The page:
Modifying the maps requires access to specialized tools and software not commonly owned by Tribes, as well as trained mapping specialists. In addition, modifying the map requires an additional application for waiver of the requirement to use the official FCC map. That’s more work and documentation. Tribes also must submit with their applications sufficient evidence to show that they meet the other criteria: That they are federally recognized (not so hard), that the area applied for is Tribal and rural (usually requires access to archives and other evidence that may be difficult to access via the Internet — assuming a reliable internet connection is available — or must be accessed in person and physical copies made), and that the Tribe maintains a “presence” on the Tribal land. Figuring out what constitutes adequate documentation for this may involve lots of emails and phone calls with Commission staff. Did I mention that Tribes have lousy broadband access, lousy mobile access and even lousy traditional voice access? Not to mention that, despite the cooperation and efforts by FCC staff (as well as some dedicated folks at the National Telecommunications Information Administration (NTIA) and the Bureau of Indian Affairs (BIA), there are only so many business hours in a day. And, of course, Tribes need to do all of this with their existing government employees, who are already stretched trying to provide for basic tribal needs.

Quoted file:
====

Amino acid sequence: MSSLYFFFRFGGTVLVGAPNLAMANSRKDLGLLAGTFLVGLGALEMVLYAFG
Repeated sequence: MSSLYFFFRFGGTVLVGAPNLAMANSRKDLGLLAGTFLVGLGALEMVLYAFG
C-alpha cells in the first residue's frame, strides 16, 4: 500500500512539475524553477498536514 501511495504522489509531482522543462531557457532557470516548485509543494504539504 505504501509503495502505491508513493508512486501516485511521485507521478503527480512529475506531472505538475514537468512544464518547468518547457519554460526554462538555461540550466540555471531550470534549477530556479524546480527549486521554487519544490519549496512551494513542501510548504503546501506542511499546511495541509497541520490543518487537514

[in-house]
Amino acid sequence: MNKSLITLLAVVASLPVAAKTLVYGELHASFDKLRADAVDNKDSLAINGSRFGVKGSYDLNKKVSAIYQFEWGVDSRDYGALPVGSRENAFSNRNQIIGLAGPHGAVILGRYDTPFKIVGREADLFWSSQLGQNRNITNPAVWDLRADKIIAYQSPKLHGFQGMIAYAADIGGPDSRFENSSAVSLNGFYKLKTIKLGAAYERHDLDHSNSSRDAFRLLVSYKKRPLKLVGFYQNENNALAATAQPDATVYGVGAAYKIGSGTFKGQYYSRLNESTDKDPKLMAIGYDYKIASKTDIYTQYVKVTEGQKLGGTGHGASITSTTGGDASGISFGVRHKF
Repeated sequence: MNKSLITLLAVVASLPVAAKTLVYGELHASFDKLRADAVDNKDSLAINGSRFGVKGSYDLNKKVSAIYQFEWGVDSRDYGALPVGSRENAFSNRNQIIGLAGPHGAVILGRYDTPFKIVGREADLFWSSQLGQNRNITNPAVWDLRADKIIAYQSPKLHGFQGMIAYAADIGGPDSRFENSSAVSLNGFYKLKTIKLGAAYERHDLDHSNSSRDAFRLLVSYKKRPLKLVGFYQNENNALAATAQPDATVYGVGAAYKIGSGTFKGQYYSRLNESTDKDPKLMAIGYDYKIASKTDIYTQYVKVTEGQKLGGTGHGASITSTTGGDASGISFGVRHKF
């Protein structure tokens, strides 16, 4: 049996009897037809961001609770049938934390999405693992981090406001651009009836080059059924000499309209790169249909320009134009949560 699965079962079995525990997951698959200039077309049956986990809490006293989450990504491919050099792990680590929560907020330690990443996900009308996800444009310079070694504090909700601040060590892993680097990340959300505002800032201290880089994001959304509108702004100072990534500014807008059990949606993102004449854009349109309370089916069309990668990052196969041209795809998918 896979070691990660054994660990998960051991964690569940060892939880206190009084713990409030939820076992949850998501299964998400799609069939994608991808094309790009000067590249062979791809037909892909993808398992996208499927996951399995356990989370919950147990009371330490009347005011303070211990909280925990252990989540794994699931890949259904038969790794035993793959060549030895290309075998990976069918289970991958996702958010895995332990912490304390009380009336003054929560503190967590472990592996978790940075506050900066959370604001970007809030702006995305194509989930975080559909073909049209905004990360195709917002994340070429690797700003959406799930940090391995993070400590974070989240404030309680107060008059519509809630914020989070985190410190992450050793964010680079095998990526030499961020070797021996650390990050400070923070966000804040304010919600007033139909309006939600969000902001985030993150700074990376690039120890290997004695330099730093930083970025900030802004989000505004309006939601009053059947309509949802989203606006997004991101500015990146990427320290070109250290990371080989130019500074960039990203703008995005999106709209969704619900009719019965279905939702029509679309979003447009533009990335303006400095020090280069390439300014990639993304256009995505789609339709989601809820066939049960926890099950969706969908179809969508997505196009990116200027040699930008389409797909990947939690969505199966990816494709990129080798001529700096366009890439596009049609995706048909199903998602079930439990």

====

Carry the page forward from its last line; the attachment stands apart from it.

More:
And, just to make the stakes even higher, the FCC has stated that it will not allow major modifications to correct any mistakes or supplement with new documentation after the window closes August 3. So one mistake and the application gets dismissed. But no pressure. As Billy Joel says, get it right the first time, that’s the main thing. But getting it right takes time.

 

So even without the pandemic, the 6 month window was barely long enough to give the hundreds of potentially eligible Tribes a real chance at participating in this once-in-a-lifetime opportunity to get spectrum access that could be a total game changer for them. The COVID-19 hit.